By the end of the 9th millennium cal BP during the Late Pre-Pottery Neolithic B (LPPNB), the construction and use of communal buildings had ceased in southern Jordan. This development coincided with a dramatic increase in settlement size from ca. 2 to 14 hectares, a radical change in building form characterized by densely packed agglutinative architecture containing both larger rooms and numerous small (2-4m2) rectilinear compartments linked internally by doorways, windows, and stairways, as well as a major shift in food production strategies to include for the first time intensive herding of domesticated sheep and goats alongside domesticated barley and wheat agriculture [21, 22, 28, 29, 30]. The new reliance on plant and animal domesticates, use of architectural forms that increased storage capacity for agricultural output while simultaneously concealing such stores from neighbors, and the absence of non-residential buildings in LPPNB settlements suggests the emergence of new socio-economic frameworks that accentuated individual or household property and privacy [31, 32].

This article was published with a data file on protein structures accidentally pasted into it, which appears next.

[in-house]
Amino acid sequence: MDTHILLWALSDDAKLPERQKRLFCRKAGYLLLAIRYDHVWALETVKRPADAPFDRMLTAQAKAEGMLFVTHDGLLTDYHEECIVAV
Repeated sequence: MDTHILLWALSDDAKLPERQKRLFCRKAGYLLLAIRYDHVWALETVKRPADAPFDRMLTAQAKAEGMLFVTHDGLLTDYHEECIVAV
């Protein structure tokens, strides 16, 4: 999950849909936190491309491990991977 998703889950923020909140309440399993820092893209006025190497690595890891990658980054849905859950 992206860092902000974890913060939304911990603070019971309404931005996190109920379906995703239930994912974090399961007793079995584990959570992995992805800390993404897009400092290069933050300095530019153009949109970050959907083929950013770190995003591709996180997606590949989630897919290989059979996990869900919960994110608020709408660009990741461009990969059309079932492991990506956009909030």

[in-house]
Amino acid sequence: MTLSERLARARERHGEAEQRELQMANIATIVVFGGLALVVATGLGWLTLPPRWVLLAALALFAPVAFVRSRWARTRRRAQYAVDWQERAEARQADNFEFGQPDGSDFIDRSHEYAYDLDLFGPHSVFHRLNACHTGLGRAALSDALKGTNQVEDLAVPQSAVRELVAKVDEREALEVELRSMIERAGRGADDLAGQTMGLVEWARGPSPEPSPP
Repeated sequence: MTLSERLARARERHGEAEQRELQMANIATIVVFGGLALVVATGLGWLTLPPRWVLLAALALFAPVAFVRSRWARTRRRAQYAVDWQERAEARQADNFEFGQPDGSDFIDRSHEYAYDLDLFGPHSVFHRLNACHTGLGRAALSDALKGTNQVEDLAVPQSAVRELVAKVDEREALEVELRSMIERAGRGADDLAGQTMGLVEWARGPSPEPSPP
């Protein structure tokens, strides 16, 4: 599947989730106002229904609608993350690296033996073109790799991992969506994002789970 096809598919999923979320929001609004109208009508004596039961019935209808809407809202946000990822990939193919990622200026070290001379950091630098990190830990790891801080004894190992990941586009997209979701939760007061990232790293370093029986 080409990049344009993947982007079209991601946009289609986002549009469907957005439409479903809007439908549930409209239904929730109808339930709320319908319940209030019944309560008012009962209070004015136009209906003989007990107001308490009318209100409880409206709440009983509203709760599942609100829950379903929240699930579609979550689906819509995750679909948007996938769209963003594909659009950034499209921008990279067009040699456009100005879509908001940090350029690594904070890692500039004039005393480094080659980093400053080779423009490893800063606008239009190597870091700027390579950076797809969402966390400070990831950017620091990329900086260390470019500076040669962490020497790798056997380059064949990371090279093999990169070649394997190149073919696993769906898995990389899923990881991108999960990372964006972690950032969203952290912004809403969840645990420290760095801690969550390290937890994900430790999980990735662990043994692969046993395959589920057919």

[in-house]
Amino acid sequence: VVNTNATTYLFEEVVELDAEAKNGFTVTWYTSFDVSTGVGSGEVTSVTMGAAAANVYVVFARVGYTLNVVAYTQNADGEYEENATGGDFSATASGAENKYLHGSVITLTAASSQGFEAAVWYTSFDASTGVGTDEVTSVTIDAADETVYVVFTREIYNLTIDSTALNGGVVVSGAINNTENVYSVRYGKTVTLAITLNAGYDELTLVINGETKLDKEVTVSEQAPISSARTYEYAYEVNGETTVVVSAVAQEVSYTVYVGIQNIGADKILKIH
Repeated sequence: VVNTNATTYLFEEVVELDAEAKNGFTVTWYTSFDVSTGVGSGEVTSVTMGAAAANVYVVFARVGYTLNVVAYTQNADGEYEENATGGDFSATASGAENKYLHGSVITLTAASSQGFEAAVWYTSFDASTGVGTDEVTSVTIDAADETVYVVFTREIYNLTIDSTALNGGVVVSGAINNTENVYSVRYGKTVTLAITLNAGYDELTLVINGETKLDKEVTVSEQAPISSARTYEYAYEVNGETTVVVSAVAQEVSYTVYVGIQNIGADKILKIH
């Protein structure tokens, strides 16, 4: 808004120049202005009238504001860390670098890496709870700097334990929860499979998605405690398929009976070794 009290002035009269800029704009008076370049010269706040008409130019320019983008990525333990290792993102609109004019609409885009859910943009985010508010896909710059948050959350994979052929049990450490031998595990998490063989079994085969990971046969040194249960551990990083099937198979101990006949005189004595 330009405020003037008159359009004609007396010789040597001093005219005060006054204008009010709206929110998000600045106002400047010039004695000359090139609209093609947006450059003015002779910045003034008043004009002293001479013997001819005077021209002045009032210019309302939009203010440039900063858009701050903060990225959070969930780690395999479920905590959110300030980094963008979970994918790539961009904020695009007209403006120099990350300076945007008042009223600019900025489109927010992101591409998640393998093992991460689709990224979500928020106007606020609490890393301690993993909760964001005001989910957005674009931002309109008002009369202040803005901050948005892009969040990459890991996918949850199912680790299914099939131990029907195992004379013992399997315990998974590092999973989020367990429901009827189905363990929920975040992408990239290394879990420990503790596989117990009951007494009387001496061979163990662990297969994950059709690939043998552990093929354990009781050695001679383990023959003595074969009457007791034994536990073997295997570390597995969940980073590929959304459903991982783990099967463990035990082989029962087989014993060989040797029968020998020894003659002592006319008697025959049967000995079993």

Although communal buildings were a highly visible and distinctive component of early Neolithic settlements in southern Jordan and other regions of the Near East, they have been relegated to a lesser role in facilitating social interaction and integration in favor of the widely-known MPPNB mortuary practices of skull removal and plastering, thought to have been an essential social mechanism that both reinforced group cohesion and supported the development of multi-generational lineages [33, 34, 35]. While skull removal was practiced at PPNA WF16 [26], although not at Dhra’ or el-Hemmeh, and skulls were collected at MPPNB Shkarat Msaied in a stone cist located in Building F [27], the MPPNB practice of skull plastering was not undertaken in southern Jordan suggesting that alternative means of social integration were in operation in this region (Fig 1). Through renewed excavations at Beidha, a MPPNB settlement located in the Shara’a mountains in the Petra region of southern Jordan, we more closely evaluate the role of communal buildings in structuring social organization during the MPPNB. We focus on Building 37, an unusually large structure associated with the earliest occupation of the site, in order to further investigate the evolving role of communal buildings in early Neolithic societies and how they may have facilitated community integration within a context of increasingly autonomous households.